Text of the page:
Tue Jun 19, 2012, 04:55 AM
dipsydoodle (42,048 posts)
G20 summit: Barroso blames eurozone crisis on US banks
The opening day of the G20 summit was threatening to deteriorate into a fractious row between eurozone countries and other non-European members of the G20, notably the US, as EU commission president José Manuel Barroso insisted the origins of the eurozone crisis lay in the unorthodox policies of American capitalism.
As Europe's leaders came under intense pressure to act decisively to cure the euro's ills, and a campaign gathered pace to relax some of the austerity programmes laying waste to countries with unsustainable debt levels, Barroso said Europe had not come to the G20 summit in Mexico to receive lessons on how to handle the economy. Asked by a Canadian journalist: "Why should North Americans risk their assets to help Europe?" he replied: "Frankly, we are not here to receive lessons in terms of democracy or in terms of how to handle the economy.
"This crisis was not originated in Europe … seeing as you mention North America, this crisis originated in North America and much of our financial sector was contaminated by, how can I put it, unorthodox practices, from some sectors of the financial market."
4 replies, 1037 views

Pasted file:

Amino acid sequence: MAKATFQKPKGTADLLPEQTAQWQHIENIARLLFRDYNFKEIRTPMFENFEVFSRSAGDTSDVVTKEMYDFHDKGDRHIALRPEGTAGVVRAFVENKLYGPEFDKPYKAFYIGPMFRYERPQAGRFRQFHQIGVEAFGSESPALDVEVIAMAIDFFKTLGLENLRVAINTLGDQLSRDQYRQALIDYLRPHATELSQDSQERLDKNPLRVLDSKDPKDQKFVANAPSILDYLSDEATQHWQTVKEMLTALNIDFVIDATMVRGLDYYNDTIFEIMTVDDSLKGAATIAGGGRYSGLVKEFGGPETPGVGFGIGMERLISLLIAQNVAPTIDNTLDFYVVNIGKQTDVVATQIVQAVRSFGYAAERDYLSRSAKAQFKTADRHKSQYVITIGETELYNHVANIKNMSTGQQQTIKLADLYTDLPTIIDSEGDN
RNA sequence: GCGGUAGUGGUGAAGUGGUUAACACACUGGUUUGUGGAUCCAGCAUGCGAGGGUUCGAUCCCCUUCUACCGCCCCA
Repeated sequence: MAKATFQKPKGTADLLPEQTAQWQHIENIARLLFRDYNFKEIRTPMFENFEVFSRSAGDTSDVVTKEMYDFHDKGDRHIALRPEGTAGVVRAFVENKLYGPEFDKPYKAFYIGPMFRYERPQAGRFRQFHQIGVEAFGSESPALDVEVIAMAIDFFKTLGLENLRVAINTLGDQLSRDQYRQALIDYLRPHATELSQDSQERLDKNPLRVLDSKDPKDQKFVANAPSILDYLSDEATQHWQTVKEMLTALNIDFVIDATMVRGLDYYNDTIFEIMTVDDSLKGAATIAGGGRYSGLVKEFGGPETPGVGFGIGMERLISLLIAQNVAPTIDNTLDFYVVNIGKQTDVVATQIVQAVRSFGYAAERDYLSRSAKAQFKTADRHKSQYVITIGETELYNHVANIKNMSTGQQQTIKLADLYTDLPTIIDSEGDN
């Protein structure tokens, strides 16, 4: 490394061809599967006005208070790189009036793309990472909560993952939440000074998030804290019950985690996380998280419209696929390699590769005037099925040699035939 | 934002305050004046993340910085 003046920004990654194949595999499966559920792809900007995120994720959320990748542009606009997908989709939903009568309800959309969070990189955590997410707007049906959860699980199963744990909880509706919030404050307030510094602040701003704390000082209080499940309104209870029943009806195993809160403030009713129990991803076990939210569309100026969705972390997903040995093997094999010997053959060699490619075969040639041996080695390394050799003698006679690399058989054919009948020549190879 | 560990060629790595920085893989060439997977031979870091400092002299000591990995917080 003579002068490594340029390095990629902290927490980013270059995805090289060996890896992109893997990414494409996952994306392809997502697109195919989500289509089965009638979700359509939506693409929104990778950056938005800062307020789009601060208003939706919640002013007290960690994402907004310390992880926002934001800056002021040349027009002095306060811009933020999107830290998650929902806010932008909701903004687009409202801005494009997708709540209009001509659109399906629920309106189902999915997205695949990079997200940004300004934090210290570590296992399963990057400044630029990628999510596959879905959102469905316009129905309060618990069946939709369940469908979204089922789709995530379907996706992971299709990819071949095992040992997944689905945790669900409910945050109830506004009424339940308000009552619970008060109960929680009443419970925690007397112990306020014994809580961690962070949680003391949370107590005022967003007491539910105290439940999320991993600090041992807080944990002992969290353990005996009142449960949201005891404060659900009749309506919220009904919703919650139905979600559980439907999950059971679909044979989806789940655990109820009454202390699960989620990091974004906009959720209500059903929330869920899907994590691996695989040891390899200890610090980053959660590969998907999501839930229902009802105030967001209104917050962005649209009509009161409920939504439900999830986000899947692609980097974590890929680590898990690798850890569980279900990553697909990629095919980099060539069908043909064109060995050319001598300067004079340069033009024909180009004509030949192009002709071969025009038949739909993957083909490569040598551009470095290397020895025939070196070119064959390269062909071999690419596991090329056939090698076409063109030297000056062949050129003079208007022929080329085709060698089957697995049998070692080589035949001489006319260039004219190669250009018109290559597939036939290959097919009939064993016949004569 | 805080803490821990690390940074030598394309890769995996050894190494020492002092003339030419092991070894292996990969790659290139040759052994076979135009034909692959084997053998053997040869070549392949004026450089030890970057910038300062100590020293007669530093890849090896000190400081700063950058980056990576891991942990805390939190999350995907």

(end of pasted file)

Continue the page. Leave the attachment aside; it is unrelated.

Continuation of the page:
Always highlight: 10 newest replies | Replies posted after I mark a forum
Replies to this discussion thread
G20 summit: Barroso blames eurozone crisis on US banks (Original post)
|Judi Lynn||Jun 2012||#1|
|liberal N proud||Jun 2012||#3|
Response to liberal N proud (Reply #3)
Tue Jun 19, 2012, 08:23 PM
Igel (20,656 posts)
4. Take Greece and what was it--Goldman Sachs?--as an example.
Obviously GC is to blame, and that makes it North American's problem. (Really? Canada and Mexico's, too?)
On the other hand, Greece admitted that it had a problem and asked for a creative solution to avoid facing its problem. The solution that was offered--and that Greece took--made the problem worse.
Ireland's problem was also mortgage-based. They vastly overbuilt. When a downturn came, they had also vastly over-mortgaged. The government didn't complain until there was a stress. It didn't need to be that particular stress. A number of similar stresses would have been as good.
Best defense is a good offense. If nothing else, it certainly helps to make the waters barroso ... er, muddy.